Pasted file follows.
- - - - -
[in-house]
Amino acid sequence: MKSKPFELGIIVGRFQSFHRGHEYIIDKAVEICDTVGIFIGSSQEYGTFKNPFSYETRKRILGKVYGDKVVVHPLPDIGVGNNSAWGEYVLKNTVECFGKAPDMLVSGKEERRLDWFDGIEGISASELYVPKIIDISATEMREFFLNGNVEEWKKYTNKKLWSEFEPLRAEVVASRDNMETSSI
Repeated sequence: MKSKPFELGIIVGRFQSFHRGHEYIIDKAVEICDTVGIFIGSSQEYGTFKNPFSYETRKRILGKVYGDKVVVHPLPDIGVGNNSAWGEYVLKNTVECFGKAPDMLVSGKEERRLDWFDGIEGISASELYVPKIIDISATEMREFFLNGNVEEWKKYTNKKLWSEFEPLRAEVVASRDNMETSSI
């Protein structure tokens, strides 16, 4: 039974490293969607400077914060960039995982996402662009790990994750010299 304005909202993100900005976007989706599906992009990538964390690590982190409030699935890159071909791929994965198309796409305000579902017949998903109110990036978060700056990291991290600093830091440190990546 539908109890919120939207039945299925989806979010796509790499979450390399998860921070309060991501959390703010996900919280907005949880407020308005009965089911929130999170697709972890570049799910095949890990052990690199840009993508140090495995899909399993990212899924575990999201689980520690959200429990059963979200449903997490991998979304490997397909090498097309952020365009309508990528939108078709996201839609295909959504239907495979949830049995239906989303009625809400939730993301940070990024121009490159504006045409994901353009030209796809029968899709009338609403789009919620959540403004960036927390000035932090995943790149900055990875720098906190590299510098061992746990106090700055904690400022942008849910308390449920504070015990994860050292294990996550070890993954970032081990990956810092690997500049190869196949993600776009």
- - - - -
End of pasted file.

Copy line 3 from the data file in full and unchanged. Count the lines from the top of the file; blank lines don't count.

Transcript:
Repeated sequence: MKSKPFELGIIVGRFQSFHRGHEYIIDKAVEICDTVGIFIGSSQEYGTFKNPFSYETRKRILGKVYGDKVVVHPLPDIGVGNNSAWGEYVLKNTVECFGKAPDMLVSGKEERRLDWFDGIEGISASELYVPKIIDISATEMREFFLNGNVEEWKKYTNKKLWSEFEPLRAEVVASRDNMETSSI